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Motorcycle Sprockets

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There are a number of reasons why you might want to replace your motorcycle’s front or rear sprocket. After enough time and wear, your sprocket may simply need to be replaced. Inspect the condition of your sprocket every time you clean and lube your chain. Sharp or misshapen teeth are a sign it’s time for a new set of sprockets and a new chain. Check out our full guide on chain and sprocket maintenance here for photos and details.

If you’re looking for a performance boost, swapping out a heavy stock sprocket with a lightweight aftermarket replacement can shed a meaningful amount of rotating mass. Aluminum sprockets are great lightweight options, while robust modern options will offer aluminum inner sections bonded to steel teeth on the outside, allowing for weight savings without sacrificing durability.

In addition to trimming weight, replacement sprockets could add or remove teeth from the stock configuration. This will change your final drive ratio, adding either more top-end speed, or more low-end grunt to your ride depending on if you’re adding or removing teeth. Changes to the front sprocket will have a larger effect on the final outcome than changes to the rear -- the general rule of thumb is for every 1 tooth on the front sprocket, you could expect the same effect as 3 to 4 teeth on the rear. Making your front sprocket smaller and your rear sprocket larger will give you better acceleration at the expense of top-end performance. The reverse -- a larger front sprocket and a smaller rear -- will give you a faster top speed. It’s wise to make small changes to your sprockets to get a feel for how your ride will be affected.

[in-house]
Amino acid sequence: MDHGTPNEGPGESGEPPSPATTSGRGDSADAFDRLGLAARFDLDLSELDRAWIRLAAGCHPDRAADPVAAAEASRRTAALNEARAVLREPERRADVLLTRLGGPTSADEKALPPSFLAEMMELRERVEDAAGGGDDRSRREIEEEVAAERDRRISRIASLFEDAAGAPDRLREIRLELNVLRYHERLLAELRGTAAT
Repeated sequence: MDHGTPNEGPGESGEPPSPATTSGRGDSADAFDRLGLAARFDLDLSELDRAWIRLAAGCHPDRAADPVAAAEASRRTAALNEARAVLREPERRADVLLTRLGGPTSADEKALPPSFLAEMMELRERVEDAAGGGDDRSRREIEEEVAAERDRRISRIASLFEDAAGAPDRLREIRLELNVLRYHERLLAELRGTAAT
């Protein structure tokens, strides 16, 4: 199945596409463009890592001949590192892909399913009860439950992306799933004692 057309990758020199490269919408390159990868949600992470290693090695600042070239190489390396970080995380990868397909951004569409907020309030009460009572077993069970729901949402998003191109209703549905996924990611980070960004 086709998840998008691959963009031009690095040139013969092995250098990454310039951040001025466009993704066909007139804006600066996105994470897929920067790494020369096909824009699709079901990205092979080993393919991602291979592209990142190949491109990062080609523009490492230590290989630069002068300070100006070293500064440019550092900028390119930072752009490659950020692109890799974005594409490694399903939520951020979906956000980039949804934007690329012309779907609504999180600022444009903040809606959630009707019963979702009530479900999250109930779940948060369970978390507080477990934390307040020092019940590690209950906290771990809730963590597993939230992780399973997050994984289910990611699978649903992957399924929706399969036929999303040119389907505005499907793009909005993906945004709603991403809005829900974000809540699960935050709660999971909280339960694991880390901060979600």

Have questions? Reach out to our gear geeks by phone or email and they can help answer your questions about gear ratios, fitment concerns, and material considerations.